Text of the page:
By Casey Peacock: PNT Staff Writer
The Ninth Judicial District Attorney’s office is spearheading the Abolish Chronic Truancy program in an effort to curtail truancy in both Roosevelt and Curry counties.
“It definitely is a significant problem in both counties and we are taking steps to prevent it,” said Ninth Judicial Assistant District Attorney Ben Cross.
The push for the program comes from the fact that 75 percent of prison inmates nationwide did not graduate from high school, and statistics show truants have a higher likelihood of engaging in criminal conduct, said District Attorney Matt Chandler.
According to school officials, each school within the Portales school district follow similar guidelines if a problem occurs. At all the schools, attendance is monitored daily and verified asexcused or unexcused absences.
Cross stated that when a child reaches five unexcused absences, a certified letter is sent to the parents in an attempt to arrange a meeting to discuss the absences. After 10 unexcused absences, a second letter is sent informing them any more absences will prompt referral to the Juvenile Probation Office. If JPO determines a parent or guardian is responsible for the absences, the case is referred to the district attorney’s office and the case is reviewed for prosecution.
A truancy statute was enacted in July 2004 that holds parents responsible for their child’s school attendance. Seldom enforced, prosecutors have now made it the center point of the ACT program. Penalties can range from a fine of up to $100 for the first offense to $500 and six months in jail for a second or subsequent offense, Cross said.
At the elementary and junior high level that problem is not as severe as when the students begin to get older and are more apt to skip class. In the event that a student is encountering more than an average amount of abs ences school officials try to get to the root of the problem and resolve any issues, said Todd Morris, principal at Valencia.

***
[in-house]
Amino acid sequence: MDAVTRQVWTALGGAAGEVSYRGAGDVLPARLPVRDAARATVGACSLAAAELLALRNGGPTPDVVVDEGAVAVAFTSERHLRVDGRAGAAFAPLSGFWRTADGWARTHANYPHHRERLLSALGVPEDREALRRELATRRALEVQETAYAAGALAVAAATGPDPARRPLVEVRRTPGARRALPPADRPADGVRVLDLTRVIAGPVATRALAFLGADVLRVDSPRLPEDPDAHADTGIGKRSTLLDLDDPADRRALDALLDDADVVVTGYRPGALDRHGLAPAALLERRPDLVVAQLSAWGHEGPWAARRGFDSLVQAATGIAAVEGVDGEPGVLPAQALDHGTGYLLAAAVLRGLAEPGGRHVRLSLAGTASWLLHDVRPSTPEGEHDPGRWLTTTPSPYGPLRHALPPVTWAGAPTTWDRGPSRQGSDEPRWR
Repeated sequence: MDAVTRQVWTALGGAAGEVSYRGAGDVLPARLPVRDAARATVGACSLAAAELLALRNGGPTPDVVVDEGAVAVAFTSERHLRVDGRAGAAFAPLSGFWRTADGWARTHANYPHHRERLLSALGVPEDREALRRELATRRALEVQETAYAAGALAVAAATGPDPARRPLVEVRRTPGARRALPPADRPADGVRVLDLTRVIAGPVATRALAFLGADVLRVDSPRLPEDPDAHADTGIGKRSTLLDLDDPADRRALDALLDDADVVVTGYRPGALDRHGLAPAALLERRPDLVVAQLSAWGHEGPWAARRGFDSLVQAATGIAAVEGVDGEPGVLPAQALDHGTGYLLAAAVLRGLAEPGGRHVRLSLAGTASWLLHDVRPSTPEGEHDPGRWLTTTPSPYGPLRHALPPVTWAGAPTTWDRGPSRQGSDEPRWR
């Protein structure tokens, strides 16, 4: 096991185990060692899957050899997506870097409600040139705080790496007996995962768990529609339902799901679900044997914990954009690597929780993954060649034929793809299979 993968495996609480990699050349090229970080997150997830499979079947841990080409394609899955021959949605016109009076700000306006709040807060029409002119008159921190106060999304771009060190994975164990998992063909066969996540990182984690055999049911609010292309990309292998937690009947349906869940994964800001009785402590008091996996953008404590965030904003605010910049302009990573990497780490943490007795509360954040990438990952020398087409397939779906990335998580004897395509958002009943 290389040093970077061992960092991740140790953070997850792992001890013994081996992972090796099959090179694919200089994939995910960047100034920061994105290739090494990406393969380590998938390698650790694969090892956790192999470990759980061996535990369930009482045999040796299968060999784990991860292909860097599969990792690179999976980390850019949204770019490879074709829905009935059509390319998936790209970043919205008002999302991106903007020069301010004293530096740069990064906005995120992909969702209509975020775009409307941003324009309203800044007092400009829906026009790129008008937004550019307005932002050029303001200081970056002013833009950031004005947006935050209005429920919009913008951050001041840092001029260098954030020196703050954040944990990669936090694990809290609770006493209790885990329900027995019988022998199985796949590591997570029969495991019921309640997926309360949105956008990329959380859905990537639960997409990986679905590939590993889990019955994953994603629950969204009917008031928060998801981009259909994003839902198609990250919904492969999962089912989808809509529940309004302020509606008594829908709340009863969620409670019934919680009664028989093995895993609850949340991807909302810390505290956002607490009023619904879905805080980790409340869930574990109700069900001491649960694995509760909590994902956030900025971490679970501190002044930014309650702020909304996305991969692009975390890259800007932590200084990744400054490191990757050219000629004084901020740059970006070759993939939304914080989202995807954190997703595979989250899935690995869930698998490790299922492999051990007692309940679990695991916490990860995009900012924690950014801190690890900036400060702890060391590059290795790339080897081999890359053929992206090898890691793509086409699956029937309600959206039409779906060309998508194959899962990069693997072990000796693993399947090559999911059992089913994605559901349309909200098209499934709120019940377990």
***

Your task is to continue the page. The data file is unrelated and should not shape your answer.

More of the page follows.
“At this age most of the time it’s the parents not getting the student to school,” Morris said.
“It’s important for us to have all the students (in both counties) going to school, Cross said.
Once school starts, the DA’s office will be actively visiting area schools to encourage students to stay in school and emphasize, especially to the younger students how important school is, Cross said.
As students reach the high school level, the matter can become more serious. Students are given the opportunity to verify any absences that they have. If a student lies about any absences they receive one day of in-school detention for the first offense. Letters are sent home to parents at absences three, seven and 10 days, said Mark McAfee, assistant principal at Portales High School.
“We want everyone to have the opportunity to verify the absence before we start the discipline process,” McAfee said.
McAfee stated that only a handful of students pose a problem in this area. The school works with the student and family before to resolve issues before filing with the DA. Once that happens, it’s out of the school’s hands, McAfee said.
“We try to get it taken care of at the home level as soon as we possibly can,” McAfee said.
Freedom Newspapers Writer Sharna Johnson contributed to this article.